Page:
Captain George Vancouver’s Survey and Mapping of the West Coast of North America

Engineer: (Mapper) Captain George Vancouver

Date of construction: 1791 - 1792

This Historic Project is commemorated jointly by CSCE, ASCE (American Society of Civil Engineers) and the AIC (Asociación de Ingenieros de Caminos, Canales y Puertos de España – Spanish Civil Engineering Association)

Vancouver’s map of Vancouver Island. (Source: Oregonencyclopedia.org/Library of Congress, G420.V22)

Site Location: West Coast of North America.

Plaque Location: In storage at the Vancouver Maritime Museum, 1905 Ogden Ave, Vancouver, BC. Lat.: 49° – 16’ – 39” N; Long.: 123° – 8’ – 50” W. (GPS: 49.277517, -123.147183). From Trans-Canada Highway 1, take Exit 27, East 1st Avenue. Travel 5.5 km west, as East 1st Avenue turns into Terminal Avenue, and turn left (south) on Quebec Street. After 0.5 km, turn right (west) on East 2nd Avenue, and continue west for 2.4 km as East 2nd Ave. becomes West 6th Ave. Bend right to enter West 4th Ave and, after 0.9 km, turn right (north) on Burrard Street. After 0.5 km, turn left (west) on Cornwall Avenue and, after 0.2 km, turn right (north) on Cypress Avenue. Continue straight through one roundabout 0.4 km, and, at the second roundabout, take the first exit east onto McNicholl Avenue. After 0.1 km, turn left (north) on Chestnut Street – the Vancouver Marine Museum is 0.2 km away on the left.

Description: Captain George Vancouver left England with the HMS Discovery and the HMS Chatham in 1791, tasked with exploring the Pacific region. In the first year, the expedition collected botanica samples and surveyed coastlines at Cape Town, Australia, New Zealand, Tahiti and Hawaii. He then sailed east to North America and followed the coasts of present-day Oregon and Washington northward. He entered the Strait of Juan de Fuca on 29 April 1792 and from there surveyed the west coast of the mainland to Alaska. Returning south that June, he met a Spanish expedition led by Dionisio Alcalá Galiano and Cayetano Valdés y Flores who showed him their crude chart of the Strait of Georgia made by José María Narváez a year earlier.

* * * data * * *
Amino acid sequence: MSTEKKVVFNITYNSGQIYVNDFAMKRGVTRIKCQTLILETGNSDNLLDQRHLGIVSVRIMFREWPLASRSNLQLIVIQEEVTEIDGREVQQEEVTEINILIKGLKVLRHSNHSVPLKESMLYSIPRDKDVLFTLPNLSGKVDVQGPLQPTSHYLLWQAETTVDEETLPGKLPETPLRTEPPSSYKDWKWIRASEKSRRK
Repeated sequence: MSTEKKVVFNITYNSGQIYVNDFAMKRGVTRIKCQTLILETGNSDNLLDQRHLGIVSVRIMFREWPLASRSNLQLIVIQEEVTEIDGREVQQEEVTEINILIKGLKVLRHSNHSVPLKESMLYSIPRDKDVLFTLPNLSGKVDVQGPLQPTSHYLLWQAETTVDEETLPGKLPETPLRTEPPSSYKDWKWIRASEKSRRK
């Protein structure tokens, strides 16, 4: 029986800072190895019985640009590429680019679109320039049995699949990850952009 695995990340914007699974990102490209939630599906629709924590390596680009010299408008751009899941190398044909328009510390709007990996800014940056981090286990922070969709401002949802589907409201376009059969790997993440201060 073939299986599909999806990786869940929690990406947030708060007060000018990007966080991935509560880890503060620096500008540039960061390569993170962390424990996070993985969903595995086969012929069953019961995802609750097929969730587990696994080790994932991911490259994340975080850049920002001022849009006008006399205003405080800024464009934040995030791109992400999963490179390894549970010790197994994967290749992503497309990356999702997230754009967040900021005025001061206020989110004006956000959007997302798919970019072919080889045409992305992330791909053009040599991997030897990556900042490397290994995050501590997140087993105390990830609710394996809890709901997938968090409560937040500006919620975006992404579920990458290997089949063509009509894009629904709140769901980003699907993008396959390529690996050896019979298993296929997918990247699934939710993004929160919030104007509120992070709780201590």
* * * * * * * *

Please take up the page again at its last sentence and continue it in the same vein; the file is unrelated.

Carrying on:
The chronometers used by Captain George Vancouver on his Pacific voyage. (Source: Vancouver Museum, H. Tabbers, neg. no. 487-33).

Captain George Vancouver (1758-1798). (Source: Wikimedia Commons)

Historic Significance: Vancouver’s voyage, 1791 -1795, resulted in the most accurate and detailed map of its time for the entire west coast of North America, and proved conclusively the absence of a Northwest Passage through the continent. Vancouver was the first European to discover and map Puget Sound and to prove the insularity of Vancouver Island. His survey of coastal British Columbia and southern Alaska benefited from information received from contemporary Spanish explorers. Vancouver’s charts, used by mariners late into the 19th century, and those of the Spaniards served as important references during settlement of the international boundary disputes between Great Britain and the United States in 1846 and 1872.

Plaque detail. (Source: CSCE)

Plaque Wording: International Historic Civil Engineering Landmark. VANCOUVER’S MAPPING OF THE WEST COAST OF NORTH AMERICA. The voyage of Captain George Vancouver, 1791-1795, resulted in the most accurate and detailed map of its time for the entire west coast of North America, and proved conclusively the absence of a Nortwest Passage through the continent. Vancouver was the first European to discover and map Puget Sound and to prove the insularity of Vancouver Island. His survey of coastal British Columbia and southern Alaska benefited from information received from contemporary Spanish explorers. American Society of Civil Engineers. Canadian Society for Civil Engineering. Asociación de Ingenieros de Caminos, Canales y Puertos de España.

Point de Repére Historique International de Génie Civil. LA CARTOGRAPHIE DE VANCOUVER DE LA CÔTE OUEST DE L’AMÉRIQUE DU NORD. Le voyage du Capitaine George Vancouver, de 1791 à 1795, a pemis de dresser la carte la plus precise et la plus détaillée, pour l’époque, de la côte Ouest de l’Amérique du Nord. Ses relevés ont prove de façon concluante l’absence du fameux passage du Nord-Ouest à travers le continent. Vancouver était le premier européen à découvrir et à dresser la carte du détroit de Puget Sound, et à etablir que l’île de Vancouver était bien une île. Ses relevés des côtes de la Columbie-Britannique et du Sud de l’Alaska ont été dresses avec l’aide des explorateurs espagnols de l’époque. American Society of Civil Engineers. La société canadienne de genie civil. Asociación de Ingenieros de Caminos, Canales y Puertos de España.

Plaque Unveiling Ceremony: (5:00 pm, Sunday August 9, 2009)

From left: Alistair MacKenzie, Chair, CSCE National History Committee; David Gilbert, ASCE History and Heritage Committee; Andrea Reimer, Councillor, City of Vancouver; Wayne Klotz , ASCE President; Professor Nobuyuk Tamai, President of the International Association for Hydro-Environment Engineering and Research (IAHR); and, Wes Wenhardt, Director of the Vancouver Maritime Museum. (Source: D. Gilbert)

Link to Online Documentation:

Junius Rochester, Vancouver, George (1758-1798), HistoryLink.org, 2003.

Vancouver Maritime Museum homepage.

Biography of George Vancouver